Written on: December 10th, 2019 in Wetland Restorations
Guest Writer: Clare Sevcik, DNREC Nonpoint Source Program
Riparian buffers are planted areas specifically next to waterways, such as streams, ponds, wetlands, and rivers. These areas are extremely important to keeping our waters healthy. They do so by filtering and trapping nutrients and sediment out of waters before they enter our local waterways.
Different types of plants can be found in buffers, ranging from grasses to mature trees. The type of plants present in the buffer has an effect on how it may function.
Usually, riparian buffers are classified into two types, grass or forest. As the name suggests, grass buffers are dominated by grasses. Grasses are tremendously effective in slowing down the flow of water, but are still not as efficient as our next buffer type in improving water quality and quantity.
Forest buffers are dominated by larger plants, such as shrubs and trees. Planted forested buffers are usually made up of a variety of species that will grow to different heights to recreate a natural forest. These plants are bigger, therefore hold onto more water and have more water processing ability. One thing to note is that the type and placement of each tree requires a lot of forethought and planning to make sure the buffer is successful.
Buffers serve a number of important roles in the ecosystem. First, they are a waterway’s first defense against runoff. As rainwater flows across the land, it picks up various pollutants. Buffers help by slowing down this water, giving plants a chance to remove pollutants, such as sediment and nutrients, and allowing the water to seep into the ground. Excess nutrients in waterways can be a huge issue because it can cause algae to bloom and wreak havoc on the water quality in a process called eutrophication.
In a heavy rain event, unprotected and unsecured banks can erode due to flooding and runoff. Both types of vegetated buffers help maintain shorelines by stabilizing the banks and holding together the sediment. Forest buffers especially boast large root systems that can hold sediment extremely well once the plants are established. These root systems are able to hold onto the sediment and prevent the flooding from carrying it further downstream.
Lastly, forest buffers are also important to support local wildlife and a healthy ecosystem. Most waterways benefit from shade from established trees with a good sized canopy along the bank. This shade helps to regulate the water temperature, preventing the water from warming excessively, as warmer waters may encourage large algal blooms and cause unnecessary stress for fish and other aquatic organisms. The root systems from these trees can also provide nursery habitat and shelter for animals.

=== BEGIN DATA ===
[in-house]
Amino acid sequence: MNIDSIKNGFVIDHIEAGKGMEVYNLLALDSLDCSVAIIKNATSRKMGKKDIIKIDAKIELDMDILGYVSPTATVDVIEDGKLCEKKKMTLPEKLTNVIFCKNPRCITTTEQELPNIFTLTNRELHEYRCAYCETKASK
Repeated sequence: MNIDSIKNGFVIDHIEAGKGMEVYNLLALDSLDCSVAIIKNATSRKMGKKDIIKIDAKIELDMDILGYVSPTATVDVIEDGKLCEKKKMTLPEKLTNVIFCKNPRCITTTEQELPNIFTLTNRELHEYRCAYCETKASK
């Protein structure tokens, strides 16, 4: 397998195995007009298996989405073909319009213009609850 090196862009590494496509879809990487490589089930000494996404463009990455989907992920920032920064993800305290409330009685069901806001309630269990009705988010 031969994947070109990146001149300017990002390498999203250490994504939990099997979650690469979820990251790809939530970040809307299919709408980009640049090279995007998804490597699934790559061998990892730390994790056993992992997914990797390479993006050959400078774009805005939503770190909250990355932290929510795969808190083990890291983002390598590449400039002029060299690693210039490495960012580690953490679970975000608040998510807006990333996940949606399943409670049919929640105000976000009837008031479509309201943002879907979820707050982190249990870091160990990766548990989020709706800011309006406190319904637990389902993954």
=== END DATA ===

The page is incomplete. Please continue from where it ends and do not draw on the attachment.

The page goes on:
Riparian forest buffers provide more benefits and protection for waterways than grass buffers, so many states are looking to implement these as best management practices (BMPs) to improve water quality. For example, about a third of Delaware is located in the Chesapeake Bay Watershed. Therefore, Delawareans in that 1/3 of the state have an impact on the Chesapeake Bay. Installing riparian buffers in these areas can help Delaware meet its goals for reducing pollution to the Bay, which is a beautiful and vital resource in the Mid-Atlantic region.
Delaware is among six Chesapeake Bay Watershed states – along with Maryland, Virginia, West Virginia, Pennsylvania, and New York – and the District of Columbia committed to a federal-state initiative to develop a pollution “diet” that will help restore the water quality of the Chesapeake Bay and its tidal waters by 2025.
All of these states are working to improve the Bay’s waters by implementing projects, or Best Management Practices (BMPs), throughout the watershed. Delaware’s most recent, and final, strategy for implementing BMPs can be found in Delaware’s Chesapeake Bay Phase III Watershed Implementation Plan (WIP). In addition to implementing BMPs, Delaware has committed to a wide array of goals and outcomes that were outlined in the 2014 Chesapeake Bay Watershed Agreement.
Because Delaware signed onto the 2014 Chesapeake Bay Watershed Agreement, the State has been specifically designated federal funding to help meet Chesapeake Bay goals. These funds are categorized into two grants, the Chesapeake Bay Implementation Grant (CBIG) and the Chesapeake Bay Regulatory and Accountability Program (CBRAP).
The CBIG focuses on funding projects consistent with the 2014 Chesapeake Bay Watershed Agreement goals and outcomes: sustainable fisheries, vital habitats, water quality, toxic contaminants, healthy watersheds, stewardship, land conservation, public access, environmental literacy, and climate resiliency. This grant is awarded based on Request for Proposal submissions to DNREC’s Nonpoint Source Program.
The CBRAP grant focuses on implementing and expanding their jurisdictions’ regulatory, accountability, assessment, compliance, and enforcement capabilities in support of reducing nitrogen, phosphorus, and sediment loads delivered to the Bay to meet the Water Quality Goal of the 2014 Chesapeake Bay Watershed Agreement and the Bay TMDL.
Different federal funding sources are also available to cost-share other BMPs. In particular, the Conservation Reserve Enhancement Program (CREP) focuses on the agricultural sector, and offers incentive payments to landowners in the Chesapeake Bay Watershed portion of Delaware to implement BMPs. There is a particular focus on creating new or improving existing forested buffers on their properties.
If you are interested in learning more about buffers and the grant programs please contact Brittany.Sturgis@delaware.gov (CBIG), Sara.Wozniak@delaware.gov (CBRAP), or Patti.Webb@delaware.gov (CREP).